October 20, 1736 – Prince Klaas/King Court/King Tackey’s body was broken on the wheel after public acknowledgement of all the allegations against him. He was tied spread eagle onto a round wheel and left outside to die a slow and agonizing death that would deter others. His body was burnt at Ottos pasture and his severed head displayed on a pole at the front of the jail.
His ‘sentence’ was as a result of his leadership role in a planned island-wide insurrection involving slaves from all the sugar plantations. The planning began in 1728. The objective, to overthrow ‘massa’ by blowing up the ‘great house’. Many records indicate that much of the planning was done in the cemetery located in the area known today as Booby/Boos Alley.
The plot entailed the bombing of a ceremonial event for the British Crown, which was to be held on October 11, 1735. Gunpowder was to be place at vantage points and groups of enslaved people would encircle the event to subdue and if necessary kill the survivors. Others on the estates would wrest control from any whites who remain on the plantations. With the postponement of the event to October 30 and the associated delay in execution of the plot, the plan was foiled when Johnny a fellow enslaved male, snitched. The named co-conspirators included Tomboy, Sekundi, Jacko, Hercules, Fortune, Joey, Jack, Scipio, Ghlode, Sacky and Ned.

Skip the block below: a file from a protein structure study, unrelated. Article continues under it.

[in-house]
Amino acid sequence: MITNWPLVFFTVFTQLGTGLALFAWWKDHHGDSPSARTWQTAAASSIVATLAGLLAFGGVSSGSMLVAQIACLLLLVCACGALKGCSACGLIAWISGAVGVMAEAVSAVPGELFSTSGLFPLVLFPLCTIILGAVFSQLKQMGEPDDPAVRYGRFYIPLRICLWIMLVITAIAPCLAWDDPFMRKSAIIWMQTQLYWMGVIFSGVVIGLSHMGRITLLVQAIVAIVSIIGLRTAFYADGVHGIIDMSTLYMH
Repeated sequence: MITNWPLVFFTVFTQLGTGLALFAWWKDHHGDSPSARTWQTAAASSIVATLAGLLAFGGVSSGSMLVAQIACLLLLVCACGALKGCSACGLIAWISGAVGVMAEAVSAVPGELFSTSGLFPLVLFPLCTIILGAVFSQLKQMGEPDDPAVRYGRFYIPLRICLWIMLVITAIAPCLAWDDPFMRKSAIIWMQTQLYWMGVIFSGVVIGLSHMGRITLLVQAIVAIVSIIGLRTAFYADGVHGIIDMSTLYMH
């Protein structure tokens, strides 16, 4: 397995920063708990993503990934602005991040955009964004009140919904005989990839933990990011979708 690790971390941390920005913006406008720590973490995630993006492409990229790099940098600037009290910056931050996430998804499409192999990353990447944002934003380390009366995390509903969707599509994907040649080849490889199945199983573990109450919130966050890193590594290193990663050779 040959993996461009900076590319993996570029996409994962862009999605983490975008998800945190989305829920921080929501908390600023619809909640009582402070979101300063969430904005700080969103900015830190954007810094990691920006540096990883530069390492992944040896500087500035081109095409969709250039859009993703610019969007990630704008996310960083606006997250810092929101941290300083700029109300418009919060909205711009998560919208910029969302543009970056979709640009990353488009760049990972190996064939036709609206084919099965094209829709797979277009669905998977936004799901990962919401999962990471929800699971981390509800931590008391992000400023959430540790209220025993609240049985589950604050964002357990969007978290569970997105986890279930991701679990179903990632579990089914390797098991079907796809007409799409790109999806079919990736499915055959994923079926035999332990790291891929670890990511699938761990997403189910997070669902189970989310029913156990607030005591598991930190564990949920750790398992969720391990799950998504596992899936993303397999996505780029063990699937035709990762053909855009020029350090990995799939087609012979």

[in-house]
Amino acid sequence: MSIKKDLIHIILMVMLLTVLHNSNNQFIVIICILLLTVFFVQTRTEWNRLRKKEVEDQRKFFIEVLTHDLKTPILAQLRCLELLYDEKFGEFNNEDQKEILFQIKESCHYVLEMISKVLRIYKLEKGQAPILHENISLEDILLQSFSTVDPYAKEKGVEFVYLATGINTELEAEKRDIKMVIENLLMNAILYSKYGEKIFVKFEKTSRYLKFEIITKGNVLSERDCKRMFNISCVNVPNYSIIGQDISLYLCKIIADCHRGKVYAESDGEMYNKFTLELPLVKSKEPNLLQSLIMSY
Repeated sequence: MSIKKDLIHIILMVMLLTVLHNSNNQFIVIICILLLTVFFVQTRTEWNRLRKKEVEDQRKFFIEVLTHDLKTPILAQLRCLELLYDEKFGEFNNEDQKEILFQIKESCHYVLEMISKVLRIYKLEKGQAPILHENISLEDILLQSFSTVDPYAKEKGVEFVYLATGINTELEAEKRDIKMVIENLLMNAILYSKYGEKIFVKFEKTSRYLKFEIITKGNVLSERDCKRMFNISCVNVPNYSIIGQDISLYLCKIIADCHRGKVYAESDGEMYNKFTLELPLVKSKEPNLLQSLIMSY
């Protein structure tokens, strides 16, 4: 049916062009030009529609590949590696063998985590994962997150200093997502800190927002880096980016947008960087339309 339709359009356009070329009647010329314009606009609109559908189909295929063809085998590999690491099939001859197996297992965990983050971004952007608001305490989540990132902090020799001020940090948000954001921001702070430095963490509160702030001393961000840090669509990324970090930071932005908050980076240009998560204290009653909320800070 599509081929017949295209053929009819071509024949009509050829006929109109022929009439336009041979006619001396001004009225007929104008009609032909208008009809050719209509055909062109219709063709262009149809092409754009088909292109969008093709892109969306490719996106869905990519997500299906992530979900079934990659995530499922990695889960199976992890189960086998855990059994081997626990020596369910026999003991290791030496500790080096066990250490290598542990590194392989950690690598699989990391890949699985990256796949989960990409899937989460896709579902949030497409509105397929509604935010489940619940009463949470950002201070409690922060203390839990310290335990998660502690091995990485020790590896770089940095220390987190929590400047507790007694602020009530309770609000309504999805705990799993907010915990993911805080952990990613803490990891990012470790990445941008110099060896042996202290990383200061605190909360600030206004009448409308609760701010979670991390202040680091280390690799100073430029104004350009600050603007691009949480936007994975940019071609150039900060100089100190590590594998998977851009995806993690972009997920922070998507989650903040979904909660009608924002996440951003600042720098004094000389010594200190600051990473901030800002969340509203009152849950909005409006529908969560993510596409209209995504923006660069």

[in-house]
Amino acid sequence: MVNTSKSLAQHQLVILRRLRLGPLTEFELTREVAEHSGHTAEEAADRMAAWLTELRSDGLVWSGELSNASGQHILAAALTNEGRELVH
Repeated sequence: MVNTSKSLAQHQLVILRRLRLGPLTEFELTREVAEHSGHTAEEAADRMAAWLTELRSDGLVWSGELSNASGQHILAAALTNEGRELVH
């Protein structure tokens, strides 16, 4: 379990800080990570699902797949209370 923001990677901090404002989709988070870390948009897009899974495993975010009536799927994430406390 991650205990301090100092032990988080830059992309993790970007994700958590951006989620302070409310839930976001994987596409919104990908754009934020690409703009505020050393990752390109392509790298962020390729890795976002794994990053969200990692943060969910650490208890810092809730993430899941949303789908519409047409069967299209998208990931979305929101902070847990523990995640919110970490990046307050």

Records of the event indicate that Tackey’s followers crowned him “King of the Coromantees’ on the afternoon of Sunday October 3rd, 1736 as part of the build up to the revolt. The coronation took place opposite the St. John’s Boys School on the northern side of Old Parham road (present day Gambles).
In the five months that followed Court’s death, eighty seven (87) of the one-hundred and thirty-two (132) individuals found guilty were executed for their roles in the planning. Six (6) were gibbeted for public viewing; seventy-seven (77) burnt alive. Thirty six (36) were banished.
King Court and his band are considered Antigua and Barbuda’s first freedom fighters.
“King Court is described in one account as a tall man with ‘full, burning eyes’ who dressed well, usually in a tailored coat. He often wore a green silk hat adorned with a bunch of black feathers. He was a trusted valet or ‘waiting man’ for his master, a wealthy, white merchant named Thomas Kerby who lived in St. John’s. King Court enjoyed more privileges than was customary for a slave and he carried himself with a regal air. He could have become a Creole – a slave fully acculturated to life on a West Indian sugar plantation. But he refused to deny his African heritage and insisted that he be regarded as an African.” https://wadadlipen.wordpress.com/2020/05/31/about-court-or-klaas/